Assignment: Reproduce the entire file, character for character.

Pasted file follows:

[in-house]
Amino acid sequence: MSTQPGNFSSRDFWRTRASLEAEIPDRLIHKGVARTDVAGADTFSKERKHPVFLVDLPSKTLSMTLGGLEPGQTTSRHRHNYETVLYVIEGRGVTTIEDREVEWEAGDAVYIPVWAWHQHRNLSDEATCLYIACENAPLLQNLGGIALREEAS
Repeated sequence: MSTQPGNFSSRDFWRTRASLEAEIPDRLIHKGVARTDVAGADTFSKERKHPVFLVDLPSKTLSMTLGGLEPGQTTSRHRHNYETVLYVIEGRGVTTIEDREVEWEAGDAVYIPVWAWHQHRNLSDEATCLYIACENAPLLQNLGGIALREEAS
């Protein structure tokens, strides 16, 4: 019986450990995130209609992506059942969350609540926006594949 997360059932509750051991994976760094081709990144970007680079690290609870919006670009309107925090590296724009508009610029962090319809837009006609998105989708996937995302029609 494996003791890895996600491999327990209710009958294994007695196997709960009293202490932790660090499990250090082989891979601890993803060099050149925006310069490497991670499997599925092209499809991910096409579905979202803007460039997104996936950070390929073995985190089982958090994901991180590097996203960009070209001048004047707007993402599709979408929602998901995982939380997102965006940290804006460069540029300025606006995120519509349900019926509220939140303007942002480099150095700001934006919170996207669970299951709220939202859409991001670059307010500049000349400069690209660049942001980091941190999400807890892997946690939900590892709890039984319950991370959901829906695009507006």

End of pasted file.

[in-house]
Amino acid sequence: MSTQPGNFSSRDFWRTRASLEAEIPDRLIHKGVARTDVAGADTFSKERKHPVFLVDLPSKTLSMTLGGLEPGQTTSRHRHNYETVLYVIEGRGVTTIEDREVEWEAGDAVYIPVWAWHQHRNLSDEATCLYIACENAPLLQNLGGIALREEAS
Repeated sequence: MSTQPGNFSSRDFWRTRASLEAEIPDRLIHKGVARTDVAGADTFSKERKHPVFLVDLPSKTLSMTLGGLEPGQTTSRHRHNYETVLYVIEGRGVTTIEDREVEWEAGDAVYIPVWAWHQHRNLSDEATCLYIACENAPLLQNLGGIALREEAS
């Protein structure tokens, strides 16, 4: 019986450990995130209609992506059942969350609540926006594949 997360059932509750051991994976760094081709990144970007680079690290609870919006670009309107925090590296724009508009610029962090319809837009006609998105989708996937995302029609 494996003791890895996600491999327990209710009958294994007695196997709960009293202490932790660090499990250090082989891979601890993803060099050149925006310069490497991670499997599925092209499809991910096409579905979202803007460039997104996936950070390929073995985190089982958090994901991180590097996203960009070209001048004047707007993402599709979408929602998901995982939380997102965006940290804006460069540029300025606006995120519509349900019926509220939140303007942002480099150095700001934006919170996207669970299951709220939202859409991001670059307010500049000349400069690209660049942001980091941190999400807890892997946690939900590892709890039984319950991370959901829906695009507006």